It’s no secret that London’s hotels act as a platform for the most affluent clients in the world. Sit in the lobby at one of these lush hotels for a day and watch the world’s money being poured into the UK. While back in the day these posh places might have been filled with British and European aristocrats, today you will find Middle Eastern guests and their entourage taking over tables.
One of the most notorious hotels for this is The Dorchester, where £770 for a 50g portion and £570 bottle of NV Krug Rosé are popular menu items. In The Dorchester’s infamous Promenade, Middle Eastern millionaires meet to talk freely in privacy. The height of the sofas and faux-marble pillars make it difficult for outsiders to gage who is talking to who. And that is precisely what they are used for nowadays, a place to do business in private.
Only a few decades London’s grandiose hotels saw a crash. Without the masses noticing, these hotels have found success in an entirely new way. A noted English estate agent told The Guardian, “I do business with a Saudi client, and he comes over with an entourage of 70 people. He has homes in London, but he does business in the hotels.” And this is not a rare happening. Middle Eastern’s wealthiest few have come to love spending time in London’s hotels so much that they have bought most of them too. The Sultan of Brunei owns the Dorchester; Saudi prince al-Waleed bin Talal has renovated his Savoy; and the Barclay brothers sold their stake in Claridge’s, the Berkeley and the Connaught to a company controlled by Qatari sovereign funds.
With so much wealth running around these hotel halls, it’s hard not to notice the disparity between the influx of external affluence and the low wages of internal workers. The wealth magazine Spear’s found in an interview with a The Dorchester’s contract cleaners that a cleaner at this hotel would have to work 56 hours to be able to take an entry-level room for the night, before tax. There are few places in the world where this inequality is seen in such close quarters.
This closeness brings up a much bigger theme in London’s luxury hotel industry. The fact that it is so rare to find such different economic classes in the same hotel, speaks to the notion that these hotels are purposefully designed to keep the less wealthy out. The West End Front, a book by author Matthew Sweet discusses the role of hotels in regards to the separation in societal classes, “They are these sequestered places – you are immediately separated from the outside world,” says Sweet.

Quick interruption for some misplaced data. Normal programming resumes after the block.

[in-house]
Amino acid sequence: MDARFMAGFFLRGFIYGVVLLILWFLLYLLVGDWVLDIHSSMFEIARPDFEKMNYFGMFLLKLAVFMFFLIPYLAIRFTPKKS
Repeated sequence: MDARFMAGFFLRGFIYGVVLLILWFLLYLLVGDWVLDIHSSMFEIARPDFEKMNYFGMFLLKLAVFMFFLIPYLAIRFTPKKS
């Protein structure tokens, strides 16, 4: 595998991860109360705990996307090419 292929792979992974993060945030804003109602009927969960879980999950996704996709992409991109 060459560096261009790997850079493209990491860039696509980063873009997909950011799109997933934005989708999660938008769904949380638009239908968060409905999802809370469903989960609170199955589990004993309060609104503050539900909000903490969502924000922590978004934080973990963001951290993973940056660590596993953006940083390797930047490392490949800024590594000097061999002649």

“They employ these strategies, like casinos in Vegas, to prevent you from noticing the outside world. The Dorchester has its internal boulevard – you are not looking out at Hyde Park. At Claridge’s, you are looking at the staircase, not London. The whole idea is to separate you from people outside, so you can enjoy yourself in this sort of citadel, unencumbered by the view of people who can’t afford to get in.”
In order to ensure that the 1% stay in and the 99% keep out, these hotels have commissioned Michelin-starred restaurants and upscale spas, which only the affluent can afford. This includes hotel managers who focus on providing the ultimate privacy for these customers. Nowadays there is no amenity a hotel won’t include to steer you from going elsewhere; and it seems to be working. The wealthiest guests can be found doing business in the lobbies, going for dinner nightly at the hotels eateries and booking whole floors of hotel rooms for their posse.
A Dorchester staffer told The Guardian that “a Qatari guest took over the three big suites at the top of the hotel this year, hired a personal chef for his long stay, and apparently spent more than £40,000 a night. ‘Everything happens upstairs,’ he says – meaning that the guest never had to leave his floor.”
There is nothing that these hotels won’t do for these clients that keep them afloat. Without their business, no one else could afford to go here, and they simply wouldn’t exist. While the disparity in wealth is more noticeable now than ever in London, these hotels will always be a staple of the city. The future may bring changes in the accessibility of these pretentious yet stunning places, but for now it’s for the 1% to know and the 99% to find out.
Based on an article by The Guardian.